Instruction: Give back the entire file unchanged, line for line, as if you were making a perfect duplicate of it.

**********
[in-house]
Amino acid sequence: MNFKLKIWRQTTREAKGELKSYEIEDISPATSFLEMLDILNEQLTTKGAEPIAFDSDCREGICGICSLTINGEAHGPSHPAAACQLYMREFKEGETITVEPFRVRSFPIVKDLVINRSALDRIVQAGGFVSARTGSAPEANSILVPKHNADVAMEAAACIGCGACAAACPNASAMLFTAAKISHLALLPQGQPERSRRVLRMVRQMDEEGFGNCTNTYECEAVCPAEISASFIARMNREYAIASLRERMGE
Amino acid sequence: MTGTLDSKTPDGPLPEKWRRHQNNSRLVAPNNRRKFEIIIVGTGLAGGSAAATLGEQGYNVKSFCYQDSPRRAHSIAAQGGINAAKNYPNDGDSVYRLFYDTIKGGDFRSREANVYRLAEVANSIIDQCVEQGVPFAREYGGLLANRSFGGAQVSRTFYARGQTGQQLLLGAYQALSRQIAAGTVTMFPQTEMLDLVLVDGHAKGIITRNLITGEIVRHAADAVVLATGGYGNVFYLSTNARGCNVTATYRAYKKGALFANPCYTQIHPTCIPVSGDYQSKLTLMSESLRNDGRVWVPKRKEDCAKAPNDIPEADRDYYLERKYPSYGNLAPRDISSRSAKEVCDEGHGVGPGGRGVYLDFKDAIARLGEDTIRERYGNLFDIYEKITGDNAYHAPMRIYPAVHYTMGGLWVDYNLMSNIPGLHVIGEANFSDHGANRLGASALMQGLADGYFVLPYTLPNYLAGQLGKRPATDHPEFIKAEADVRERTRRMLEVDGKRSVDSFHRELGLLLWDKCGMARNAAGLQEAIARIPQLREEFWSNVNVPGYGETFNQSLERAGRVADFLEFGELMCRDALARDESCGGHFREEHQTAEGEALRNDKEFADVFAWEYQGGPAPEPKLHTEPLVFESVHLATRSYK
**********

[in-house]
Amino acid sequence: MNFKLKIWRQTTREAKGELKSYEIEDISPATSFLEMLDILNEQLTTKGAEPIAFDSDCREGICGICSLTINGEAHGPSHPAAACQLYMREFKEGETITVEPFRVRSFPIVKDLVINRSALDRIVQAGGFVSARTGSAPEANSILVPKHNADVAMEAAACIGCGACAAACPNASAMLFTAAKISHLALLPQGQPERSRRVLRMVRQMDEEGFGNCTNTYECEAVCPAEISASFIARMNREYAIASLRERMGE
Amino acid sequence: MTGTLDSKTPDGPLPEKWRRHQNNSRLVAPNNRRKFEIIIVGTGLAGGSAAATLGEQGYNVKSFCYQDSPRRAHSIAAQGGINAAKNYPNDGDSVYRLFYDTIKGGDFRSREANVYRLAEVANSIIDQCVEQGVPFAREYGGLLANRSFGGAQVSRTFYARGQTGQQLLLGAYQALSRQIAAGTVTMFPQTEMLDLVLVDGHAKGIITRNLITGEIVRHAADAVVLATGGYGNVFYLSTNARGCNVTATYRAYKKGALFANPCYTQIHPTCIPVSGDYQSKLTLMSESLRNDGRVWVPKRKEDCAKAPNDIPEADRDYYLERKYPSYGNLAPRDISSRSAKEVCDEGHGVGPGGRGVYLDFKDAIARLGEDTIRERYGNLFDIYEKITGDNAYHAPMRIYPAVHYTMGGLWVDYNLMSNIPGLHVIGEANFSDHGANRLGASALMQGLADGYFVLPYTLPNYLAGQLGKRPATDHPEFIKAEADVRERTRRMLEVDGKRSVDSFHRELGLLLWDKCGMARNAAGLQEAIARIPQLREEFWSNVNVPGYGETFNQSLERAGRVADFLEFGELMCRDALARDESCGGHFREEHQTAEGEALRNDKEFADVFAWEYQGGPAPEPKLHTEPLVFESVHLATRSYK